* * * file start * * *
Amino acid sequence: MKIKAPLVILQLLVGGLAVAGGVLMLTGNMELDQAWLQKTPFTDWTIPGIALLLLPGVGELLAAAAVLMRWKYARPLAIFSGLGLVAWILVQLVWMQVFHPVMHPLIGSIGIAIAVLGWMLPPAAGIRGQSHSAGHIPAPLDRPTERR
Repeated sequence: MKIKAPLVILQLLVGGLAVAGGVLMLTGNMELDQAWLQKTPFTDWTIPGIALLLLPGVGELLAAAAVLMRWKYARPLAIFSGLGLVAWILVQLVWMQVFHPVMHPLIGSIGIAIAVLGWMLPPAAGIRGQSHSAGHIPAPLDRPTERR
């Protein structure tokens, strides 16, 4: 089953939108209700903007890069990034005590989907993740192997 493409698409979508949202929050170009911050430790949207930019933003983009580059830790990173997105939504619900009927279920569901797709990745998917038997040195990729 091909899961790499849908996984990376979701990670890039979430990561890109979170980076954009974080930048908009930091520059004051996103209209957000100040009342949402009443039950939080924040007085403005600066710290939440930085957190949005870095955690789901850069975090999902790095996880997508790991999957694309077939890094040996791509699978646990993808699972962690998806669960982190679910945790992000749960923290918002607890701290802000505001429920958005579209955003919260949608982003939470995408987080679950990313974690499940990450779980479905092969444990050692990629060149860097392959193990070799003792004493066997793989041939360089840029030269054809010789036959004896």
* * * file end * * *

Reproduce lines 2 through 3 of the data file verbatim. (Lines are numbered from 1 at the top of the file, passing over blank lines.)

Repeated sequence: MKIKAPLVILQLLVGGLAVAGGVLMLTGNMELDQAWLQKTPFTDWTIPGIALLLLPGVGELLAAAAVLMRWKYARPLAIFSGLGLVAWILVQLVWMQVFHPVMHPLIGSIGIAIAVLGWMLPPAAGIRGQSHSAGHIPAPLDRPTERR
């Protein structure tokens, strides 16, 4: 089953939108209700903007890069990034005590989907993740192997 493409698409979508949202929050170009911050430790949207930019933003983009580059830790990173997105939504619900009927279920569901797709990745998917038997040195990729 091909899961790499849908996984990376979701990670890039979430990561890109979170980076954009974080930048908009930091520059004051996103209209957000100040009342949402009443039950939080924040007085403005600066710290939440930085957190949005870095955690789901850069975090999902790095996880997508790991999957694309077939890094040996791509699978646990993808699972962690998806669960982190679910945790992000749960923290918002607890701290802000505001429920958005579209955003919260949608982003939470995408987080679950990313974690499940990450779980479905092969444990050692990629060149860097392959193990070799003792004493066997793989041939360089840029030269054809010789036959004896």